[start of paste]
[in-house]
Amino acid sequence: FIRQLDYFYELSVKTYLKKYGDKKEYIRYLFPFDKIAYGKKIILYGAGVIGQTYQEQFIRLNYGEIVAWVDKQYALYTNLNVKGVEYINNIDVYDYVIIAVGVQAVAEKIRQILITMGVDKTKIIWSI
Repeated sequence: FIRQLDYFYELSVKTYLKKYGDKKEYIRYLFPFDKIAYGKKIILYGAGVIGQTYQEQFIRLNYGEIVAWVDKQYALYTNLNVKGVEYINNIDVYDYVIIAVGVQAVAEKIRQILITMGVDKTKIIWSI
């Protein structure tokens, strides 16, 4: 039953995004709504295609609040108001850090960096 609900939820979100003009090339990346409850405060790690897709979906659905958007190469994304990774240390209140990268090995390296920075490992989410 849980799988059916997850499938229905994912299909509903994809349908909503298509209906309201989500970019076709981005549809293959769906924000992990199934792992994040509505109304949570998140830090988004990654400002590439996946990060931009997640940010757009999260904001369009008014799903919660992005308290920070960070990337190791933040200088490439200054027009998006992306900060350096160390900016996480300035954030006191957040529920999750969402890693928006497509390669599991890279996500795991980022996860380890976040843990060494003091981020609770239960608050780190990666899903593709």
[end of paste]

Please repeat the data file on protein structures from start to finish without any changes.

[in-house]
Amino acid sequence: FIRQLDYFYELSVKTYLKKYGDKKEYIRYLFPFDKIAYGKKIILYGAGVIGQTYQEQFIRLNYGEIVAWVDKQYALYTNLNVKGVEYINNIDVYDYVIIAVGVQAVAEKIRQILITMGVDKTKIIWSI
Repeated sequence: FIRQLDYFYELSVKTYLKKYGDKKEYIRYLFPFDKIAYGKKIILYGAGVIGQTYQEQFIRLNYGEIVAWVDKQYALYTNLNVKGVEYINNIDVYDYVIIAVGVQAVAEKIRQILITMGVDKTKIIWSI
């Protein structure tokens, strides 16, 4: 039953995004709504295609609040108001850090960096 609900939820979100003009090339990346409850405060790690897709979906659905958007190469994304990774240390209140990268090995390296920075490992989410 849980799988059916997850499938229905994912299909509903994809349908909503298509209906309201989500970019076709981005549809293959769906924000992990199934792992994040509505109304949570998140830090988004990654400002590439996946990060931009997640940010757009999260904001369009008014799903919660992005308290920070960070990337190791933040200088490439200054027009998006992306900060350096160390900016996480300035954030006191957040529920999750969402890693928006497509390669599991890279996500795991980022996860380890976040843990060494003091981020609770239960608050780190990666899903593709």